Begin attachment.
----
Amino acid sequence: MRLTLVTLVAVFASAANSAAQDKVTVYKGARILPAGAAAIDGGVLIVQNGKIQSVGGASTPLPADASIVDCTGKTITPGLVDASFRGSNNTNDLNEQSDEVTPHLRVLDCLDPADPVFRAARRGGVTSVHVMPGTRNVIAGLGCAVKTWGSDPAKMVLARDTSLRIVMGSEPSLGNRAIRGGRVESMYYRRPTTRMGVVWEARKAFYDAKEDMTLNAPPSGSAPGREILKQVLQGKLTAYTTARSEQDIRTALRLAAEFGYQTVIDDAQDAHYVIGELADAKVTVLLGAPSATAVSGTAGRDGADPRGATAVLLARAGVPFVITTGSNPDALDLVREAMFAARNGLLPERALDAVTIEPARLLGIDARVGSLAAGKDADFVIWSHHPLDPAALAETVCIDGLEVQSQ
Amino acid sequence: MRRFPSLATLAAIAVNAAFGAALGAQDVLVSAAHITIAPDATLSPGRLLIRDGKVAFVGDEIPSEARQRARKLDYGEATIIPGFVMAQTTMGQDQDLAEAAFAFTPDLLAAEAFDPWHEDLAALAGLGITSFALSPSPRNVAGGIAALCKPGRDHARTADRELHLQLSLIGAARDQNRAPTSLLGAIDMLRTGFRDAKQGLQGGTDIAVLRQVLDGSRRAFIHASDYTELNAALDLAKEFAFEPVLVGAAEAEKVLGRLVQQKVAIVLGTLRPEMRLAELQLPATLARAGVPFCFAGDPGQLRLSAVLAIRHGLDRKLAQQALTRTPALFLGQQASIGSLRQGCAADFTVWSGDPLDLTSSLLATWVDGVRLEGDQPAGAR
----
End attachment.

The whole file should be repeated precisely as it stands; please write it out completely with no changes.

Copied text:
Amino acid sequence: MRLTLVTLVAVFASAANSAAQDKVTVYKGARILPAGAAAIDGGVLIVQNGKIQSVGGASTPLPADASIVDCTGKTITPGLVDASFRGSNNTNDLNEQSDEVTPHLRVLDCLDPADPVFRAARRGGVTSVHVMPGTRNVIAGLGCAVKTWGSDPAKMVLARDTSLRIVMGSEPSLGNRAIRGGRVESMYYRRPTTRMGVVWEARKAFYDAKEDMTLNAPPSGSAPGREILKQVLQGKLTAYTTARSEQDIRTALRLAAEFGYQTVIDDAQDAHYVIGELADAKVTVLLGAPSATAVSGTAGRDGADPRGATAVLLARAGVPFVITTGSNPDALDLVREAMFAARNGLLPERALDAVTIEPARLLGIDARVGSLAAGKDADFVIWSHHPLDPAALAETVCIDGLEVQSQ
Amino acid sequence: MRRFPSLATLAAIAVNAAFGAALGAQDVLVSAAHITIAPDATLSPGRLLIRDGKVAFVGDEIPSEARQRARKLDYGEATIIPGFVMAQTTMGQDQDLAEAAFAFTPDLLAAEAFDPWHEDLAALAGLGITSFALSPSPRNVAGGIAALCKPGRDHARTADRELHLQLSLIGAARDQNRAPTSLLGAIDMLRTGFRDAKQGLQGGTDIAVLRQVLDGSRRAFIHASDYTELNAALDLAKEFAFEPVLVGAAEAEKVLGRLVQQKVAIVLGTLRPEMRLAELQLPATLARAGVPFCFAGDPGQLRLSAVLAIRHGLDRKLAQQALTRTPALFLGQQASIGSLRQGCAADFTVWSGDPLDLTSSLLATWVDGVRLEGDQPAGAR